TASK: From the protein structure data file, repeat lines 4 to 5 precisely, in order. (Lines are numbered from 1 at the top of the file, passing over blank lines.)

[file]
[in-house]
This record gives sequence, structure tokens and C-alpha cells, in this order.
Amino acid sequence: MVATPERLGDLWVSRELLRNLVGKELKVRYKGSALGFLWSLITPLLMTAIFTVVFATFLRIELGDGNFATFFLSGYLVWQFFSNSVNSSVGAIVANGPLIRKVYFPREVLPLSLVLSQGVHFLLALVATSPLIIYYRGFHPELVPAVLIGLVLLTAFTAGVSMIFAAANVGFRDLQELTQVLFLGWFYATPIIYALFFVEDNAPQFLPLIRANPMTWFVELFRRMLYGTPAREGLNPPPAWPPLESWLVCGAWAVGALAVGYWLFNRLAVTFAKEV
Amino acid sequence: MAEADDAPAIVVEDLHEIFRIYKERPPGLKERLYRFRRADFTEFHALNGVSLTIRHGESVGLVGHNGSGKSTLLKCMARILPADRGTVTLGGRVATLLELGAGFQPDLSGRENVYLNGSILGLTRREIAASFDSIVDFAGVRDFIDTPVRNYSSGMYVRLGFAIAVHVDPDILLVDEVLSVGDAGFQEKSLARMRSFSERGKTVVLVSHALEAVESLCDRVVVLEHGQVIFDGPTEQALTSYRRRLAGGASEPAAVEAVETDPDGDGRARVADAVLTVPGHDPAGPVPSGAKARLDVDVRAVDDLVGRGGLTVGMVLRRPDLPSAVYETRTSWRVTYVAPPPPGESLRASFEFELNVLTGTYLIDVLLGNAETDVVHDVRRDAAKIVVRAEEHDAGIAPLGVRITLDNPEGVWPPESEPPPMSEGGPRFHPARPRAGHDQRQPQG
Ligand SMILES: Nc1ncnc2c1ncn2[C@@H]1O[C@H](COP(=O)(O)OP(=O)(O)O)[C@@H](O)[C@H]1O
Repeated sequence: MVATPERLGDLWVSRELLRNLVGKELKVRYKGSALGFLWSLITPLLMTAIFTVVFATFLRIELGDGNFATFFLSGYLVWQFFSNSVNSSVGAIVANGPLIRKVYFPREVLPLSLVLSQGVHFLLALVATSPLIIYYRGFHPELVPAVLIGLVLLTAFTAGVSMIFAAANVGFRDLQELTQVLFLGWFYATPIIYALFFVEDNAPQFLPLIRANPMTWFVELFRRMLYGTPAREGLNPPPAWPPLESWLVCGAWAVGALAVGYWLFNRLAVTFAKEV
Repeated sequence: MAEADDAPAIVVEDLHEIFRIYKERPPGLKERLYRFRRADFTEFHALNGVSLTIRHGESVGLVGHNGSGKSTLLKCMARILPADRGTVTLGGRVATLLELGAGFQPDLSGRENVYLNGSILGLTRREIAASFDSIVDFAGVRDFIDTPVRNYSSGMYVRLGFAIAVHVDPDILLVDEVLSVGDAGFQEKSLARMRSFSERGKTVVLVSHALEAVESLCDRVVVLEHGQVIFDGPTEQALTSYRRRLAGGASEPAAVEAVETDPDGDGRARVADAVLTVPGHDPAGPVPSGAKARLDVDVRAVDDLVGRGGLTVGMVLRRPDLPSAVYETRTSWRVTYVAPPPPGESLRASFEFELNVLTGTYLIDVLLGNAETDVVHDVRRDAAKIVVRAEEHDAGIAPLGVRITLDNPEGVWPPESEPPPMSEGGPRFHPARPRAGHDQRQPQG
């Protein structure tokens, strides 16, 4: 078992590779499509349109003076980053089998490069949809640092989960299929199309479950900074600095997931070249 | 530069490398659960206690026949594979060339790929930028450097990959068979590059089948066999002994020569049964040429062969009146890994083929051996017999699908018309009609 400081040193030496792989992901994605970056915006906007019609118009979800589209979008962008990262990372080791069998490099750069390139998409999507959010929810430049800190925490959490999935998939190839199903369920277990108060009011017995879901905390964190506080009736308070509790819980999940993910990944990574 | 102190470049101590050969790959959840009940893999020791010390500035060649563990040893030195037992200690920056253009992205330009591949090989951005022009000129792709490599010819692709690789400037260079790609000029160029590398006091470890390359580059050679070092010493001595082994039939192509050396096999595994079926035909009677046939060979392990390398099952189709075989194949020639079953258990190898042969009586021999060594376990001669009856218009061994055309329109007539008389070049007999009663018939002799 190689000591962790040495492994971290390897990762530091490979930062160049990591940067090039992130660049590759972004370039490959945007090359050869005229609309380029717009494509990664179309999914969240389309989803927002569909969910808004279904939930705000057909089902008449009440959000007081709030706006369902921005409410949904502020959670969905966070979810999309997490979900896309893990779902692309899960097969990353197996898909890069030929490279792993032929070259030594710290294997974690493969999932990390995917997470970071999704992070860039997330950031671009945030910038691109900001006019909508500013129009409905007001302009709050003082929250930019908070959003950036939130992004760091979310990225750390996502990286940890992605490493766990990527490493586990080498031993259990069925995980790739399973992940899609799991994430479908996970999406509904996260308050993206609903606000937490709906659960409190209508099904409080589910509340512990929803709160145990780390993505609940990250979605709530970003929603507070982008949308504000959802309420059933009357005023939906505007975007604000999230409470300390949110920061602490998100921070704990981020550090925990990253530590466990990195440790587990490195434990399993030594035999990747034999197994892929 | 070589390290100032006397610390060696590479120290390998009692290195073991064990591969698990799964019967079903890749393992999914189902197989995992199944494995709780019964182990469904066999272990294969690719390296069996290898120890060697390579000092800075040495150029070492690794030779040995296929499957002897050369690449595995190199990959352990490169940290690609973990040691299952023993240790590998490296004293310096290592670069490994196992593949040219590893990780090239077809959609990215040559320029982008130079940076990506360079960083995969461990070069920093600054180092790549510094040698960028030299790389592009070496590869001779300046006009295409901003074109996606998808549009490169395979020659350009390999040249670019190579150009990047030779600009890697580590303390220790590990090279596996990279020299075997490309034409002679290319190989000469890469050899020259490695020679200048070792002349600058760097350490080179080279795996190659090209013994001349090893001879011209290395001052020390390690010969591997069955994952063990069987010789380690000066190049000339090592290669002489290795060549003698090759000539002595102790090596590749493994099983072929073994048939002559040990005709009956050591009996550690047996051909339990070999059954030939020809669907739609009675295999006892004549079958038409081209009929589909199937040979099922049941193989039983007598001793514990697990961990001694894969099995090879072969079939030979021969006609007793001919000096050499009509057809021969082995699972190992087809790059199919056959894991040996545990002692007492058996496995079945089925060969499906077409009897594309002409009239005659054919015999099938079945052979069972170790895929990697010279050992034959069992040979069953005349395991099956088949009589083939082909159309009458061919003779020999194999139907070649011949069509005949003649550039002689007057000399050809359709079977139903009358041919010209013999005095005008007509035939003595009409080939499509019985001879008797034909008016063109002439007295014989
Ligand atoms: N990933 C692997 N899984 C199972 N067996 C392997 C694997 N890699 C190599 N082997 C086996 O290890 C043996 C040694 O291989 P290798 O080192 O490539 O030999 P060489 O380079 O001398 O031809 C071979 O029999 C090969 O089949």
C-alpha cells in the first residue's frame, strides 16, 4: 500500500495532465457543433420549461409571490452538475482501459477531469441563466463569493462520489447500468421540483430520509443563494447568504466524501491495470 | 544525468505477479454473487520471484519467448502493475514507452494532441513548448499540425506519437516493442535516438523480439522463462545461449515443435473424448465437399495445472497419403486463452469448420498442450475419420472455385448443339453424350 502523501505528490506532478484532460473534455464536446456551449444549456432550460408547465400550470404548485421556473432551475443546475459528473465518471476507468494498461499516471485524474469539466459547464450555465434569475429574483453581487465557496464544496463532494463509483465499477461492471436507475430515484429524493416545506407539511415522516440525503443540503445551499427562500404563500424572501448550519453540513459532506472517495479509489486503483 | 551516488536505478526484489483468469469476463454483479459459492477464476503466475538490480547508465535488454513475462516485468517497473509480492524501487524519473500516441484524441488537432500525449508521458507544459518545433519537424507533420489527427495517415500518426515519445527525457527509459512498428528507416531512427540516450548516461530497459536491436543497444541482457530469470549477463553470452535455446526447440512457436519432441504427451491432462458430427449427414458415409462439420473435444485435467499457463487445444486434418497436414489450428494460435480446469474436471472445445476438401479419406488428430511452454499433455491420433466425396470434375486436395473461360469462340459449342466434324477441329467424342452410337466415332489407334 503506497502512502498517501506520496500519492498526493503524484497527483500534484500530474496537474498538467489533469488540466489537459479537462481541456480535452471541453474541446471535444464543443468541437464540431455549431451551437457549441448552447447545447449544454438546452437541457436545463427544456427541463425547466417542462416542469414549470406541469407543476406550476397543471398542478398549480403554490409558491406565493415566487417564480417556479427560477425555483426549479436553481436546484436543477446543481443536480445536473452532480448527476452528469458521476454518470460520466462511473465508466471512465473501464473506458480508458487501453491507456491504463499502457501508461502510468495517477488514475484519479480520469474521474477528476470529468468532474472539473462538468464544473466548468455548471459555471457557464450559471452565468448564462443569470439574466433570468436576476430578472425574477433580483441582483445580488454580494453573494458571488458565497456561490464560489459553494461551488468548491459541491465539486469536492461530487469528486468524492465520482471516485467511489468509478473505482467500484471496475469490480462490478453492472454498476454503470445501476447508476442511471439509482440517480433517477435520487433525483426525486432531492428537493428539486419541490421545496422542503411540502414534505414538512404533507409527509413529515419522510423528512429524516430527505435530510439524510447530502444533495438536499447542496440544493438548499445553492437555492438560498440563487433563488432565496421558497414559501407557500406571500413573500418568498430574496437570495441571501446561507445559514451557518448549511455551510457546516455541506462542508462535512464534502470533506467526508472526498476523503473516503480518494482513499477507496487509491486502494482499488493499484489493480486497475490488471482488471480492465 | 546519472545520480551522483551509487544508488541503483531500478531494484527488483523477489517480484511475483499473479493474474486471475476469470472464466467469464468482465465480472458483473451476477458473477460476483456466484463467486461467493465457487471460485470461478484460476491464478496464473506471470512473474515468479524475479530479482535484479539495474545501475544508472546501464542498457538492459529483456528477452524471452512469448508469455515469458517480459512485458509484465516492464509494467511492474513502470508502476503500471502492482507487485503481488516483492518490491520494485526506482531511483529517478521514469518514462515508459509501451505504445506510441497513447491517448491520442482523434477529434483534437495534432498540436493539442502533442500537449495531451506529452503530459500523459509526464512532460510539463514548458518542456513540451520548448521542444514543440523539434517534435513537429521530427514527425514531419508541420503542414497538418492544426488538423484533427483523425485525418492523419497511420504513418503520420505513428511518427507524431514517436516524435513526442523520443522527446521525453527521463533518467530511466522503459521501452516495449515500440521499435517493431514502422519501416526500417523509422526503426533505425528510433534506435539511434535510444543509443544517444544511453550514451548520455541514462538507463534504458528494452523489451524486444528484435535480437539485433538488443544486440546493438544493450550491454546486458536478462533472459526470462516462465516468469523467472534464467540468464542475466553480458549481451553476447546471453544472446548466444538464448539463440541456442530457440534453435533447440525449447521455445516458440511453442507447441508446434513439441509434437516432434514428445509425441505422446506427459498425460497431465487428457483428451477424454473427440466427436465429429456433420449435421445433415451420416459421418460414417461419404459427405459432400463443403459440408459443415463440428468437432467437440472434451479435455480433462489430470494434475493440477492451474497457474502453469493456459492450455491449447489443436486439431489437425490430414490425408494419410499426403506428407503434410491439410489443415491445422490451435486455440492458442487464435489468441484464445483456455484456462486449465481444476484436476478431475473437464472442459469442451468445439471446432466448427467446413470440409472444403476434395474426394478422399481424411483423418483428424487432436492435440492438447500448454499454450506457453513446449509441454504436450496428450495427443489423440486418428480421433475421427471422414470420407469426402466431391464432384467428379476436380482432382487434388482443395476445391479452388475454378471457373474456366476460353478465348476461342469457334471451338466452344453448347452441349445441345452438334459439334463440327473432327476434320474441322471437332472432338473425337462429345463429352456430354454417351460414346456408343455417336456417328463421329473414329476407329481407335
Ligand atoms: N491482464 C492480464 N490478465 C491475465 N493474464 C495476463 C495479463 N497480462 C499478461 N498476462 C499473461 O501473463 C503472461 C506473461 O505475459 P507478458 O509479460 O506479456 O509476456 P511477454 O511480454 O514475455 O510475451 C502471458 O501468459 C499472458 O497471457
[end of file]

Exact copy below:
Amino acid sequence: MAEADDAPAIVVEDLHEIFRIYKERPPGLKERLYRFRRADFTEFHALNGVSLTIRHGESVGLVGHNGSGKSTLLKCMARILPADRGTVTLGGRVATLLELGAGFQPDLSGRENVYLNGSILGLTRREIAASFDSIVDFAGVRDFIDTPVRNYSSGMYVRLGFAIAVHVDPDILLVDEVLSVGDAGFQEKSLARMRSFSERGKTVVLVSHALEAVESLCDRVVVLEHGQVIFDGPTEQALTSYRRRLAGGASEPAAVEAVETDPDGDGRARVADAVLTVPGHDPAGPVPSGAKARLDVDVRAVDDLVGRGGLTVGMVLRRPDLPSAVYETRTSWRVTYVAPPPPGESLRASFEFELNVLTGTYLIDVLLGNAETDVVHDVRRDAAKIVVRAEEHDAGIAPLGVRITLDNPEGVWPPESEPPPMSEGGPRFHPARPRAGHDQRQPQG
Ligand SMILES: Nc1ncnc2c1ncn2[C@@H]1O[C@H](COP(=O)(O)OP(=O)(O)O)[C@@H](O)[C@H]1O